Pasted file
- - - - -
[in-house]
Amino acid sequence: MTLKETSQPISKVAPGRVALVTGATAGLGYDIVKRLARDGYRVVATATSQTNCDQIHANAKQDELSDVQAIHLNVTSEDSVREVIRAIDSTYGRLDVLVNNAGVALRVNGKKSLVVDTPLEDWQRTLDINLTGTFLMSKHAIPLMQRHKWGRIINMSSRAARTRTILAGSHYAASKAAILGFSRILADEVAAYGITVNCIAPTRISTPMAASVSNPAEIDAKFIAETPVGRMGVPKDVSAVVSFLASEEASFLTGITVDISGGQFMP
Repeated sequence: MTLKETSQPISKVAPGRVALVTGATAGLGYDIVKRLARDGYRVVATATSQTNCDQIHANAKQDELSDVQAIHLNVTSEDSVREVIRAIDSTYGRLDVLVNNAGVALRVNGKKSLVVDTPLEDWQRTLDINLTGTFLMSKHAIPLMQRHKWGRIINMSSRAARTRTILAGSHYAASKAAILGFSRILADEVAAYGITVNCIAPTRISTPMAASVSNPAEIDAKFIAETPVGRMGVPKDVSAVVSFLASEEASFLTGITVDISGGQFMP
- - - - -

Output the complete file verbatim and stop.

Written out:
[in-house]
Amino acid sequence: MTLKETSQPISKVAPGRVALVTGATAGLGYDIVKRLARDGYRVVATATSQTNCDQIHANAKQDELSDVQAIHLNVTSEDSVREVIRAIDSTYGRLDVLVNNAGVALRVNGKKSLVVDTPLEDWQRTLDINLTGTFLMSKHAIPLMQRHKWGRIINMSSRAARTRTILAGSHYAASKAAILGFSRILADEVAAYGITVNCIAPTRISTPMAASVSNPAEIDAKFIAETPVGRMGVPKDVSAVVSFLASEEASFLTGITVDISGGQFMP
Repeated sequence: MTLKETSQPISKVAPGRVALVTGATAGLGYDIVKRLARDGYRVVATATSQTNCDQIHANAKQDELSDVQAIHLNVTSEDSVREVIRAIDSTYGRLDVLVNNAGVALRVNGKKSLVVDTPLEDWQRTLDINLTGTFLMSKHAIPLMQRHKWGRIINMSSRAARTRTILAGSHYAASKAAILGFSRILADEVAAYGITVNCIAPTRISTPMAASVSNPAEIDAKFIAETPVGRMGVPKDVSAVVSFLASEEASFLTGITVDISGGQFMP